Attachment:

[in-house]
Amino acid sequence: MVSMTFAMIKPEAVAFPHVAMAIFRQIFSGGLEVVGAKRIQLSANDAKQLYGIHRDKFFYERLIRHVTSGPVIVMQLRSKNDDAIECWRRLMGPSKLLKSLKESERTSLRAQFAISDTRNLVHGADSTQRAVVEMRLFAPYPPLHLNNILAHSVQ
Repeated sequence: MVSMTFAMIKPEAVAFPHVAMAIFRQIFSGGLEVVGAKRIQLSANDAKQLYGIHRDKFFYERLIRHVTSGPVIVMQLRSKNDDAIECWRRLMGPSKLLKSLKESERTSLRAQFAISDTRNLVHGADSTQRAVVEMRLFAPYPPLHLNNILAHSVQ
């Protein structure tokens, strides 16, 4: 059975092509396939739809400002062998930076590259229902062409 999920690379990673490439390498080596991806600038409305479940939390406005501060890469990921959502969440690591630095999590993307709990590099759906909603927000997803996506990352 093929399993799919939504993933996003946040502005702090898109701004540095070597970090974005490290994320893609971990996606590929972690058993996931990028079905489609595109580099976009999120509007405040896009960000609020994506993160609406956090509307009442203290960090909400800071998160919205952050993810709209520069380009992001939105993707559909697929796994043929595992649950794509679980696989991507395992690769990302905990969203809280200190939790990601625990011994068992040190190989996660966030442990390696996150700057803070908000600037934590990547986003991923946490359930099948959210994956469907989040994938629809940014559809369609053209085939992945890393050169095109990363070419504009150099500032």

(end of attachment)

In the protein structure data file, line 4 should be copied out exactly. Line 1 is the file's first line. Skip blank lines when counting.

């Protein structure tokens, strides 16, 4: 059975092509396939739809400002062998930076590259229902062409 999920690379990673490439390498080596991806600038409305479940939390406005501060890469990921959502969440690591630095999590993307709990590099759906909603927000997803996506990352 093929399993799919939504993933996003946040502005702090898109701004540095070597970090974005490290994320893609971990996606590929972690058993996931990028079905489609595109580099976009999120509007405040896009960000609020994506993160609406956090509307009442203290960090909400800071998160919205952050993810709209520069380009992001939105993707559909697929796994043929595992649950794509679980696989991507395992690769990302905990969203809280200190939790990601625990011994068992040190190989996660966030442990390696996150700057803070908000600037934590990547986003991923946490359930099948959210994956469907989040994938629809940014559809369609053209085939992945890393050169095109990363070419504009150099500032």